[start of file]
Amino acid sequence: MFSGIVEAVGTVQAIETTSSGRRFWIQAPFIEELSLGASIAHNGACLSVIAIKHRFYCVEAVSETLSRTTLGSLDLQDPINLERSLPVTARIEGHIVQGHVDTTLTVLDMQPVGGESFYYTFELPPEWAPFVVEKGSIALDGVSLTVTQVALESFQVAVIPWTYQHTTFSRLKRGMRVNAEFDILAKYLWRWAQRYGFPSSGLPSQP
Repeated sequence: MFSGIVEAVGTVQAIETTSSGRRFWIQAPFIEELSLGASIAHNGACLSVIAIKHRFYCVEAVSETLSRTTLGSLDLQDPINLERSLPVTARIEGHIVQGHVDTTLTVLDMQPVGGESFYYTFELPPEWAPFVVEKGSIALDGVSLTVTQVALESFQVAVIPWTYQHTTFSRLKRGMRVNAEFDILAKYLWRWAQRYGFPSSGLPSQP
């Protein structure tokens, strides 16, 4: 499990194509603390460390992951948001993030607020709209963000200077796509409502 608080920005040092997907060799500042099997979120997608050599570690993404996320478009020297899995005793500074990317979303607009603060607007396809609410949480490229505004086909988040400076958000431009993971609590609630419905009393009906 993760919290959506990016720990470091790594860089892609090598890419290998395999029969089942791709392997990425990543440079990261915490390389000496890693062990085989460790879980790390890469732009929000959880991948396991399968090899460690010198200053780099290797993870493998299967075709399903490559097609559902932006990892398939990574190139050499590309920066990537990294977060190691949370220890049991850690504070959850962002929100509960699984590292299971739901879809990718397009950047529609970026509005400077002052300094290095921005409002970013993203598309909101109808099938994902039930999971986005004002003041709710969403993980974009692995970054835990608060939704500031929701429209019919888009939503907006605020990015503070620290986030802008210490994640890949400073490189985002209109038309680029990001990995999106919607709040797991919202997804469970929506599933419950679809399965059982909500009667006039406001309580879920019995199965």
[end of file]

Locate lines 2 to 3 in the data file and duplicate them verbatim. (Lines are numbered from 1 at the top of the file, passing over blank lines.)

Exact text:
Repeated sequence: MFSGIVEAVGTVQAIETTSSGRRFWIQAPFIEELSLGASIAHNGACLSVIAIKHRFYCVEAVSETLSRTTLGSLDLQDPINLERSLPVTARIEGHIVQGHVDTTLTVLDMQPVGGESFYYTFELPPEWAPFVVEKGSIALDGVSLTVTQVALESFQVAVIPWTYQHTTFSRLKRGMRVNAEFDILAKYLWRWAQRYGFPSSGLPSQP
């Protein structure tokens, strides 16, 4: 499990194509603390460390992951948001993030607020709209963000200077796509409502 608080920005040092997907060799500042099997979120997608050599570690993404996320478009020297899995005793500074990317979303607009603060607007396809609410949480490229505004086909988040400076958000431009993971609590609630419905009393009906 993760919290959506990016720990470091790594860089892609090598890419290998395999029969089942791709392997990425990543440079990261915490390389000496890693062990085989460790879980790390890469732009929000959880991948396991399968090899460690010198200053780099290797993870493998299967075709399903490559097609559902932006990892398939990574190139050499590309920066990537990294977060190691949370220890049991850690504070959850962002929100509960699984590292299971739901879809990718397009950047529609970026509005400077002052300094290095921005409002970013993203598309909101109808099938994902039930999971986005004002003041709710969403993980974009692995970054835990608060939704500031929701429209019919888009939503907006605020990015503070620290986030802008210490994640890949400073490189985002209109038309680029990001990995999106919607709040797991919202997804469970929506599933419950679809399965059982909500009667006039406001309580879920019995199965």